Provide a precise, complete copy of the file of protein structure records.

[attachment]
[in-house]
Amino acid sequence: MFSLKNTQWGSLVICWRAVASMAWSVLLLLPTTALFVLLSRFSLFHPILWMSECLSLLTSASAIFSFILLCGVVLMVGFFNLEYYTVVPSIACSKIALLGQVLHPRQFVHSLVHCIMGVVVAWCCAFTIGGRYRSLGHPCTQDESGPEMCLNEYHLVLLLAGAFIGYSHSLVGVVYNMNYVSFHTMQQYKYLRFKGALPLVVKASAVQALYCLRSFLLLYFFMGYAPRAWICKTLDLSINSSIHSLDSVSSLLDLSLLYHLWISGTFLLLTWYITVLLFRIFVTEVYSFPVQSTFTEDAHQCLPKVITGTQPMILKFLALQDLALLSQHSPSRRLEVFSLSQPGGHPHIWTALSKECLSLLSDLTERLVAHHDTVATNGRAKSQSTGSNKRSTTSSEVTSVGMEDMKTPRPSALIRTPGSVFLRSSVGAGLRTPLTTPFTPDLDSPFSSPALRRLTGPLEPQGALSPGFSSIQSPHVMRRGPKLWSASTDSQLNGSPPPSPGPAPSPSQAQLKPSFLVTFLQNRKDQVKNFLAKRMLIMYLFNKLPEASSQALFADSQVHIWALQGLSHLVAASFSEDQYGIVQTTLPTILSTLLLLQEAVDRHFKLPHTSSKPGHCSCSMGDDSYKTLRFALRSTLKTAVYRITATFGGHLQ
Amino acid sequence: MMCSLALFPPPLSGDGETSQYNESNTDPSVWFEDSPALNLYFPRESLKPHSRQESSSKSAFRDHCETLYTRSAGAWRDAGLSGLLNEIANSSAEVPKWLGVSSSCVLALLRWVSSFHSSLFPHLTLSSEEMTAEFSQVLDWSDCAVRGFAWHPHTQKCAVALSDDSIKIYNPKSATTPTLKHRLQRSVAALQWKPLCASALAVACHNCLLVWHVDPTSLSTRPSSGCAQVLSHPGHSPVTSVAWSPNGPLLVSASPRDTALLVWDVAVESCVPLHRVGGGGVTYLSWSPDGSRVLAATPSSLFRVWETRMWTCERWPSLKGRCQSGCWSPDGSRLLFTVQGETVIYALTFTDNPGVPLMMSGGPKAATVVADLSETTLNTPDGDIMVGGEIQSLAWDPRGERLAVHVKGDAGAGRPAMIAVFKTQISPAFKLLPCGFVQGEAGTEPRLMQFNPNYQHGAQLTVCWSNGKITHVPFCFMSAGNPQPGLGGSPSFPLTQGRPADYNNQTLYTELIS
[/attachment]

[in-house]
Amino acid sequence: MFSLKNTQWGSLVICWRAVASMAWSVLLLLPTTALFVLLSRFSLFHPILWMSECLSLLTSASAIFSFILLCGVVLMVGFFNLEYYTVVPSIACSKIALLGQVLHPRQFVHSLVHCIMGVVVAWCCAFTIGGRYRSLGHPCTQDESGPEMCLNEYHLVLLLAGAFIGYSHSLVGVVYNMNYVSFHTMQQYKYLRFKGALPLVVKASAVQALYCLRSFLLLYFFMGYAPRAWICKTLDLSINSSIHSLDSVSSLLDLSLLYHLWISGTFLLLTWYITVLLFRIFVTEVYSFPVQSTFTEDAHQCLPKVITGTQPMILKFLALQDLALLSQHSPSRRLEVFSLSQPGGHPHIWTALSKECLSLLSDLTERLVAHHDTVATNGRAKSQSTGSNKRSTTSSEVTSVGMEDMKTPRPSALIRTPGSVFLRSSVGAGLRTPLTTPFTPDLDSPFSSPALRRLTGPLEPQGALSPGFSSIQSPHVMRRGPKLWSASTDSQLNGSPPPSPGPAPSPSQAQLKPSFLVTFLQNRKDQVKNFLAKRMLIMYLFNKLPEASSQALFADSQVHIWALQGLSHLVAASFSEDQYGIVQTTLPTILSTLLLLQEAVDRHFKLPHTSSKPGHCSCSMGDDSYKTLRFALRSTLKTAVYRITATFGGHLQ
Amino acid sequence: MMCSLALFPPPLSGDGETSQYNESNTDPSVWFEDSPALNLYFPRESLKPHSRQESSSKSAFRDHCETLYTRSAGAWRDAGLSGLLNEIANSSAEVPKWLGVSSSCVLALLRWVSSFHSSLFPHLTLSSEEMTAEFSQVLDWSDCAVRGFAWHPHTQKCAVALSDDSIKIYNPKSATTPTLKHRLQRSVAALQWKPLCASALAVACHNCLLVWHVDPTSLSTRPSSGCAQVLSHPGHSPVTSVAWSPNGPLLVSASPRDTALLVWDVAVESCVPLHRVGGGGVTYLSWSPDGSRVLAATPSSLFRVWETRMWTCERWPSLKGRCQSGCWSPDGSRLLFTVQGETVIYALTFTDNPGVPLMMSGGPKAATVVADLSETTLNTPDGDIMVGGEIQSLAWDPRGERLAVHVKGDAGAGRPAMIAVFKTQISPAFKLLPCGFVQGEAGTEPRLMQFNPNYQHGAQLTVCWSNGKITHVPFCFMSAGNPQPGLGGSPSFPLTQGRPADYNNQTLYTELIS